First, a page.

European Commission logo
English English
CORDIS - EU research results

FOREnsic evidence gathering autonomous seNSOR

Article Category

Article available in the following languages:

Set-and-forget surveillance cameras wake themselves up and call for help

Despite their advantages, digital security cameras are inconvenient. A new surveillance model reports on crime by itself.

Society icon Society
Security icon Security

Digital surveillance cameras have come a long way in a short time. They now combine very-high–quality images with autonomous operation and convenient sizes. Therefore, such devices are widely used in law enforcement. Nevertheless, video surveillance remains costly, power hungry and complicated. Current systems are used mainly for recording and have very little capability for real-time scene interpretation. The EU-funded FORENSOR project has developed a new sensor system that addresses these problems. The sensor is small and concealable; its low-power requirements free it from electrical infrastructure. The device can operate for months. Hence, the sensor is also capable of a degree of independent operation. Smart-vision chip “Our system was developed for fast deployment in rural or remote areas,” says Dr Petros Daras, project coordinator. “For example, it might be set up on a coast to watch for drug smuggling.” The system’s low power requirements make this possible. The device does not need to be plugged in, so it can be set and left. The low power consumption is partly achieved through intelligent operation of an entirely new smart-vision chip. Most of the time, the device will remain in an ultra-low–power hibernation mode. In this mode, the chip monitors routine movement, such as ocean waves or waving tree branches, for which the device does not fully activate. The sensor was designed to achieve a very low rate of incorrect detections in this mode. Independent interpretation When the chip detects movements of greater interest, the device wakes up into a higher power mode. Then a high-level algorithm classifies large objects. For example, the sensor can recognise objects such as cars, pedestrians and boats. The algorithm also links objects to actions such as car passing by, car stopped, boat arriving at coast, and human running. “The major challenge,” adds Dr Daras, “was to embed – in a low-power, low-memory system – technologies which are very demanding in terms of computational resources, including memory and processing power.” Depending on the suspicion level of the analysis, the device either returns to hibernation mode or it raises an alarm. The sensor’s third element is a sophisticated and secure wireless communication system. This also conserves power and does not operate unless required. The communication system additionally allows remote operation and management of recorded data. Further advantages of the FORENSOR system include the device being inexpensive and adaptable. It is also robust enough for extended outdoor operation, which helps to protect any evidence recorded. The sensor and project both reflect an intention to respect ethical and legal guidelines concerning the collection of personal data. Traditional cameras store everything they see. The FORENSOR system deletes most of what it sees, significantly reducing the amount of data to be stored and processed. Project researchers hope to make the system fully commercial once the necessary funding has been obtained. The consortium is investigating options. The team applied for a patent and has developed a commercial strategy. FORENSOR’s low cost and ease-of-use means that authorities will be able to install and operate more cameras. This should allow the detection of more crime, helping to keep Europe safer.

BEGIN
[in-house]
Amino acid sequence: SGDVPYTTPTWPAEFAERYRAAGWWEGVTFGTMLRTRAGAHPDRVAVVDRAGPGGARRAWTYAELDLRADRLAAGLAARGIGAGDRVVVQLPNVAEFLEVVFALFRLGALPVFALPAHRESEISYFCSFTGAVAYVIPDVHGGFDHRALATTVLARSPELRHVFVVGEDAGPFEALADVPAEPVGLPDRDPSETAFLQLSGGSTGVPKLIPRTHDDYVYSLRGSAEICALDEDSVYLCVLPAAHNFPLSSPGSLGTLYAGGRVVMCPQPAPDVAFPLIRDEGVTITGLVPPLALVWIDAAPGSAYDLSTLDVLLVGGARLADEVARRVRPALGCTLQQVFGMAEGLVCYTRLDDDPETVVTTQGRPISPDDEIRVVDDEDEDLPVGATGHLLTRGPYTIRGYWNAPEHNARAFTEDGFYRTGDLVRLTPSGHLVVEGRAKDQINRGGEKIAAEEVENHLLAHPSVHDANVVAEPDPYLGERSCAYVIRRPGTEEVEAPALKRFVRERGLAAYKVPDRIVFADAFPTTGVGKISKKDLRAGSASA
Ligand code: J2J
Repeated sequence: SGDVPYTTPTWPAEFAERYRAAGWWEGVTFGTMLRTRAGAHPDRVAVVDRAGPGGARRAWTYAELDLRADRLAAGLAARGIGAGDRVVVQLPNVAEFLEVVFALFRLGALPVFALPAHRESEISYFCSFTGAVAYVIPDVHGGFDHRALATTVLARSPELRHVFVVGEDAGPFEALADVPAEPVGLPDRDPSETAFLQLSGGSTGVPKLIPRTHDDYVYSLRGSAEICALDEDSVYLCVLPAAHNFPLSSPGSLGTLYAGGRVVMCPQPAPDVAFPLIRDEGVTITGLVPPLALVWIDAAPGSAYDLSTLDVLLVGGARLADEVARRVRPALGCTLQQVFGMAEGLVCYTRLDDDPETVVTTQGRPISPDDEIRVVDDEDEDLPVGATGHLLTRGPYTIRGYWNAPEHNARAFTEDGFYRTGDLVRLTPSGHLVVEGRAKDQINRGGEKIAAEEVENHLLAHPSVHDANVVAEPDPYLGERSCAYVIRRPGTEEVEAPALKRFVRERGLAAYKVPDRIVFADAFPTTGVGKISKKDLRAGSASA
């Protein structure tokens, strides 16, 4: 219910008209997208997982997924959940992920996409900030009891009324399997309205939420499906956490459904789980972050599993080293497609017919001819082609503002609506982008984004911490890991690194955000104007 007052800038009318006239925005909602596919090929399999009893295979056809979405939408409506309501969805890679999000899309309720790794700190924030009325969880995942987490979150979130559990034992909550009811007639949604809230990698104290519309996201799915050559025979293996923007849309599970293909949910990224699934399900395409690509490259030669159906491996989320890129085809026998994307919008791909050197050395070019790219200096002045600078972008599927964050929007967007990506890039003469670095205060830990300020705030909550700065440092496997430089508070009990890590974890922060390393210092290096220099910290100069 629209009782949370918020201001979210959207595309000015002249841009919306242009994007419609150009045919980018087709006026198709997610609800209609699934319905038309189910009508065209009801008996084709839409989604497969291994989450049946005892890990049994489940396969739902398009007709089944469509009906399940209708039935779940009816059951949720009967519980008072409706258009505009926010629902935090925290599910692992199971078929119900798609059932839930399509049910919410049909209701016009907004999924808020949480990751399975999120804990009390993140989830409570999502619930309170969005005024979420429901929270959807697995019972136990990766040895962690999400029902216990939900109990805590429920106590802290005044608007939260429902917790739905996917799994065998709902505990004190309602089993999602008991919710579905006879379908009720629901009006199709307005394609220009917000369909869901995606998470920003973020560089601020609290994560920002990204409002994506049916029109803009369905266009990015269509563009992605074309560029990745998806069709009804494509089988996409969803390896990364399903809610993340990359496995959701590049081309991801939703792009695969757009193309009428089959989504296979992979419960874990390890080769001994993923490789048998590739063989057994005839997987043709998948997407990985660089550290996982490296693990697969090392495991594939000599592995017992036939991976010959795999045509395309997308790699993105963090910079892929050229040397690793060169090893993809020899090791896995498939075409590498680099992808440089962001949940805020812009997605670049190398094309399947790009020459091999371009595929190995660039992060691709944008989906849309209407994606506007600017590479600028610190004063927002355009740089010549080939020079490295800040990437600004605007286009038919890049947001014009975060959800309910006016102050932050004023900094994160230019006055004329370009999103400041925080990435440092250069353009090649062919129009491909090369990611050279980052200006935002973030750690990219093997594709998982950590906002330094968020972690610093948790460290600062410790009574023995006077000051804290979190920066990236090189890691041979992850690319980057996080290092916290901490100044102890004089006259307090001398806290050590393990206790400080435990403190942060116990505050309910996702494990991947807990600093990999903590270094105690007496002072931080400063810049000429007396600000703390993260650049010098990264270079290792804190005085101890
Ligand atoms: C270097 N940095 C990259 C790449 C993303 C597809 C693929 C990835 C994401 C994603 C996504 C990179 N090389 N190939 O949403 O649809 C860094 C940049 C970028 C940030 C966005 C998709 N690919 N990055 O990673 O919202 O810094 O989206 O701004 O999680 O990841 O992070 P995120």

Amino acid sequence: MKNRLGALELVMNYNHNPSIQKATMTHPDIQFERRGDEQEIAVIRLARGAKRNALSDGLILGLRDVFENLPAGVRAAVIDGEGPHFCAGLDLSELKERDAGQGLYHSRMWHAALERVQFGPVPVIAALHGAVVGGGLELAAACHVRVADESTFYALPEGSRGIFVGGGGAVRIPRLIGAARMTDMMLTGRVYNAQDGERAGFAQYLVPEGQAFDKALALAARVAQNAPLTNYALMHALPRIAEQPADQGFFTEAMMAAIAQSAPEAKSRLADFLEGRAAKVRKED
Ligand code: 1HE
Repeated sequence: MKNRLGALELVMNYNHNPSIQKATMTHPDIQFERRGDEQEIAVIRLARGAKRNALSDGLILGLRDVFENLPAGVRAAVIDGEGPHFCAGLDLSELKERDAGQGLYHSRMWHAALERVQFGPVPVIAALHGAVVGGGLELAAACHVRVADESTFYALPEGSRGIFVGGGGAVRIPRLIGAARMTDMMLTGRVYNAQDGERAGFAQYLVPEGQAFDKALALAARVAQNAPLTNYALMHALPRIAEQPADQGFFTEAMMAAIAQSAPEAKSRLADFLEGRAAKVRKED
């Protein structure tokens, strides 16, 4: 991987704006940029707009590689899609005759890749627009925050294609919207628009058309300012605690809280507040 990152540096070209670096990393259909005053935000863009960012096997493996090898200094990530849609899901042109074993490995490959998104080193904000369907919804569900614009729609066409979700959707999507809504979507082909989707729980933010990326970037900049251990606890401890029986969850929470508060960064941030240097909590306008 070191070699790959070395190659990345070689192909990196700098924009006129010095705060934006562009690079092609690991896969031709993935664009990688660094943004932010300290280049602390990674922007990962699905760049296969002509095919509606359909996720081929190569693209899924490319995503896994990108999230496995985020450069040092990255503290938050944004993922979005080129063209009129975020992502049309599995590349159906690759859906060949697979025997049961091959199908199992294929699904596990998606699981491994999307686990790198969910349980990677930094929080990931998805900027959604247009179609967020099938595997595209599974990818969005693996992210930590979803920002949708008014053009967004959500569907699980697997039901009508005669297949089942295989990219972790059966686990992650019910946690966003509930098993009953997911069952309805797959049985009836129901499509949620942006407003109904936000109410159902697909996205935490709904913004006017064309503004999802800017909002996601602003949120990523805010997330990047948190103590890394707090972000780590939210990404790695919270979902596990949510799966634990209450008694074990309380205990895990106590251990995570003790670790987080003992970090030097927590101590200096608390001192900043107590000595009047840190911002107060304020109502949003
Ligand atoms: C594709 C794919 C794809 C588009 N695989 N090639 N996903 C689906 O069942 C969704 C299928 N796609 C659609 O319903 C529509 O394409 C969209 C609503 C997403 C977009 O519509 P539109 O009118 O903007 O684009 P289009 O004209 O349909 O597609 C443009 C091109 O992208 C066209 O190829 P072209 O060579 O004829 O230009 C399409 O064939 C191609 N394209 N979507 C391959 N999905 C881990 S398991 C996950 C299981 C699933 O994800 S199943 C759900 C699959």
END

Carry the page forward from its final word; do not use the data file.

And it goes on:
FORENSOR, sensor, cameras, surveillance, smart-vision chip, algorithm, low-power, communication system, security, law enforcement

Discover other articles in the same domain of application